As the pound plummets and rising cost and hassle of air travel loses its appeal with little ones in tow, it’s no wonder more families are opting for ‘Made in Britain’ holidays over pricey long-haul jaunts across the globe. January Carmalt gives us the lowdown on her favourite escape – Norfolk.
A fuss-tree drive from the M25, North Norfolk continues to lure Londoners away from the Big Smoke to delight in its tranquil countryside charm and miles of unspoilt coastline. Designated an Area of Outstanding Natural Beauty to rival most Mediterranean mainstays, my family and I have been regular holidaymakers here for over decade. With an abundance of places to go, things to do, beaches to comb and history to uncover, Norfolk makes a superbly convenient ‘staycation’ worthy of a long-weekend or fortnight of fun.
We find The Norfolk Cottage Company offers a broad selection of charming cottages to suit most budgets. With 20 pet-friendly, elegant bedrooms The Victoria Inn at Holkham offers catered luxury in a convenient spot from which to explore all Norfolk has to offer. Standard Double Bed & Breakfast rooms start from £180. In the heart of Holt, Byfords is another top b&b with 16 refined double, family and self-catering rooms on offer.
DO: Get back to nature
A particular penchant has to be Holkham. What isn’t there to do here? From touring the vast Palladian Holkham Hall and its priceless collection of classical masterpieces, to cycling, canoeing, outdoor theatre and deer spotting, there is enough to see and do to fill multiple visits. The family estate of the Earl of Leicester boasts over 25,000 acres including the famous Holkham Beach, one of England’s finest and site of the closing scene of Gwyneth Paltrow’s Shakespeare in Love. After a tour of the grounds tuck into some of Norfolk’s best pub grub at The Victoria Inn for home-reared beef-burgers, local game and seasonal fare.
East down the A149, part of Holkham Estate is Wells-next-the-Sea. Year-round thousands flock to its famous tidal beach and rainbow-row of clapboard beach huts. The endless stretch of sand from sea wall to the breaking waves offers ample space even during the high season for all beach goers to find their spot in the sun.
Of course, no trip to North Norfolk is complete without indulging in a bit of crabbing. We’re fond of West Runton Beach for rock pooling at low tide, whilst the charming cafes and art galleries around Blakeney ensure its status as a popular year-round crustacean destination. A mile’s walk west along the Norfolk Coastal Path to Morston more natural wonders await. Catch Bean’s Boats tours for daily trips to Blakeney Point, home and breeding ground for Norfolk’s growing Grey and Common seal population, or spot of bird watching with the diverse species native to the region.
DO: Go walk about
With over 60 miles of coastal pathway to explore and a number of National Trust paths further inland, Norfolk is a walker’s delight. We like to trek from West Runton over Beeston Bump to Sheringham, a charming beachside village where one can brave the North Sea or indulge in the mini-golf, cafes and shops in the bustling town centre. It’s here we reward our 10,000 steps with a soft ice cream from one of the many stands dotting the high street!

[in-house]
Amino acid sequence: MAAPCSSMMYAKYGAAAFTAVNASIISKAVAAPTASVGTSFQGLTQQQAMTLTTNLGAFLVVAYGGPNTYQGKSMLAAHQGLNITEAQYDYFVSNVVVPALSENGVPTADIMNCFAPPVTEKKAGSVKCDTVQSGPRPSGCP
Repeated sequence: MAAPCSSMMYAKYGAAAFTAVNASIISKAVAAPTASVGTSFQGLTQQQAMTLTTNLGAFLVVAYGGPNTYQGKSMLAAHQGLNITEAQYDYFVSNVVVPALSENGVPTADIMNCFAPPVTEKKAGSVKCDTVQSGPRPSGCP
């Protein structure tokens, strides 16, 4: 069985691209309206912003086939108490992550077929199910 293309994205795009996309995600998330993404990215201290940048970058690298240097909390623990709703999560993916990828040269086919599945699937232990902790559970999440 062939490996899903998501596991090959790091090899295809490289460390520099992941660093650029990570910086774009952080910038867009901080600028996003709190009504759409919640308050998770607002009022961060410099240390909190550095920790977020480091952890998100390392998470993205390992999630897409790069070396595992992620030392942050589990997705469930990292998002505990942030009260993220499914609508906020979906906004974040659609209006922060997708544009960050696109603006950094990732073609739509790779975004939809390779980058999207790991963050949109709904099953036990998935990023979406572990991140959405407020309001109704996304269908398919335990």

DO: something for the kids
Bewilderwood’s adventure playground promises tree-top fun and frolics and is always a firm family fave, catering to all ages with boat journeys, mazes, slides and obstacle courses a plenty. Open year round, Wroxham Barns has a funfair for little ones, as well as petting zoo, mini golf, shops and cafes. My boys never bore exploring the rainforest at Amazona Zoo in Cromer, home to over 200 species from South America. (But give the café a miss!)
DO: History and mystery
This corner of the country offers plenty for history buffs. In addition to Holkham Hall, Norfolk is home to a number of stately homes including National Trust Treasures Blickling Hall and Felbrigg Hall, not to mention the Queen’s official residence at Sandringham. With many offering scavenger hunts and garden games for kids during the holidays, your little ones have fun with a history lesson on the side. But don’t tell them!
DO: Shop ‘til you drop
Those itching for retail therapy fear not. A few miles inland is the Georgian market town of Holt, bursting with unique boutiques, antique shops, art galleries and independent cafes. Whilst there, head to Bakers and Larners, Holt’s answer to M&S, for a touch of old-school general store charm with everything from fine wines, clothing and cosmetics to crockery and hardware. Burnham Market, dubbed ‘Chelsea-on-Sea’ for its trendy shops and cache with Londoners is a shopper’s delight and always worth a trip. Bring your Visa!
Norfolk is fast becoming a bit of a foodie destination, minus the pretension. With Michelin stars both Morston Hall and Gunton Arms never fail for a special night out, but best to book long in advance. For something less fussy we head to gastro-pub The King’s Head in Letheringsett for nights in by the roaring fire, or dinner al fresco when the weather’s fine. For Norfolk’s finest local catch and glorious seaside dining, head to Rocky Bottoms in West Runton. Get there early for the best tables and unbeatable views of the coast. FYI – BYOB!